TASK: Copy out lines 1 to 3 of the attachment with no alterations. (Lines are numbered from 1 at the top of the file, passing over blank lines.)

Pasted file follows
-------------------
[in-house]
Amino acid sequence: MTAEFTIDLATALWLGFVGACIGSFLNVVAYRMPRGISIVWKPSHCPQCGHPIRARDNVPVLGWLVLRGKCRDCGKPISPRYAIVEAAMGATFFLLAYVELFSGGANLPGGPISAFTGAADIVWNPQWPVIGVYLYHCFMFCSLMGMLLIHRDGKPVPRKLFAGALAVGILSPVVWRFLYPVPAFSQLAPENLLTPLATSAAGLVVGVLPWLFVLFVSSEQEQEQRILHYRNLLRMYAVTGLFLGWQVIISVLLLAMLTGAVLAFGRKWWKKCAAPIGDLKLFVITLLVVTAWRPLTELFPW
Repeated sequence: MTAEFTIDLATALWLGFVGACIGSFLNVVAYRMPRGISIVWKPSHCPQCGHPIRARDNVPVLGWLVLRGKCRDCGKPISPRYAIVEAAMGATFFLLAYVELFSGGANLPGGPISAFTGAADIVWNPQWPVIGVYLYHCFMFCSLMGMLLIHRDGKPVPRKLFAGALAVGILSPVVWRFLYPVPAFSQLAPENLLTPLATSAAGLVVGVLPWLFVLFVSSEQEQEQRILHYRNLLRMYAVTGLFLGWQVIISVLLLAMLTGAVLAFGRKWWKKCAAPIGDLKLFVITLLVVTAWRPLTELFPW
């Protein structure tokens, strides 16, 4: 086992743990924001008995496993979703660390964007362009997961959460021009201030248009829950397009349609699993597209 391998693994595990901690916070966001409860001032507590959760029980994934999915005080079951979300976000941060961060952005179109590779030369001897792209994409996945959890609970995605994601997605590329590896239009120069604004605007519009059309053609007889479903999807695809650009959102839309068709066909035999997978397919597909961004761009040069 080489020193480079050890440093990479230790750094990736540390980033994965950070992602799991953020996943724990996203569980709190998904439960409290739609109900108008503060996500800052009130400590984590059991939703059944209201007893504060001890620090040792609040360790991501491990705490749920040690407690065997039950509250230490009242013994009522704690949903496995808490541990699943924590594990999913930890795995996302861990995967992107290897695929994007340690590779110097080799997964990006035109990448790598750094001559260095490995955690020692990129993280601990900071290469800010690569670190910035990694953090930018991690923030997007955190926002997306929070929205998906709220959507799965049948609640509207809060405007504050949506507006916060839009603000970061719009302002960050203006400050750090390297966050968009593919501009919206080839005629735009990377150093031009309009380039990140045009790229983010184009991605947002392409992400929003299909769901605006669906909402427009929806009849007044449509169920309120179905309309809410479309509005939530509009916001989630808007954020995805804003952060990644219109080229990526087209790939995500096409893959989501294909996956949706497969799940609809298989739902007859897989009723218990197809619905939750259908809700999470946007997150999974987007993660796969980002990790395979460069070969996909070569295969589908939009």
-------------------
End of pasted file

[in-house]
Amino acid sequence: MTAEFTIDLATALWLGFVGACIGSFLNVVAYRMPRGISIVWKPSHCPQCGHPIRARDNVPVLGWLVLRGKCRDCGKPISPRYAIVEAAMGATFFLLAYVELFSGGANLPGGPISAFTGAADIVWNPQWPVIGVYLYHCFMFCSLMGMLLIHRDGKPVPRKLFAGALAVGILSPVVWRFLYPVPAFSQLAPENLLTPLATSAAGLVVGVLPWLFVLFVSSEQEQEQRILHYRNLLRMYAVTGLFLGWQVIISVLLLAMLTGAVLAFGRKWWKKCAAPIGDLKLFVITLLVVTAWRPLTELFPW
Repeated sequence: MTAEFTIDLATALWLGFVGACIGSFLNVVAYRMPRGISIVWKPSHCPQCGHPIRARDNVPVLGWLVLRGKCRDCGKPISPRYAIVEAAMGATFFLLAYVELFSGGANLPGGPISAFTGAADIVWNPQWPVIGVYLYHCFMFCSLMGMLLIHRDGKPVPRKLFAGALAVGILSPVVWRFLYPVPAFSQLAPENLLTPLATSAAGLVVGVLPWLFVLFVSSEQEQEQRILHYRNLLRMYAVTGLFLGWQVIISVLLLAMLTGAVLAFGRKWWKKCAAPIGDLKLFVITLLVVTAWRPLTELFPW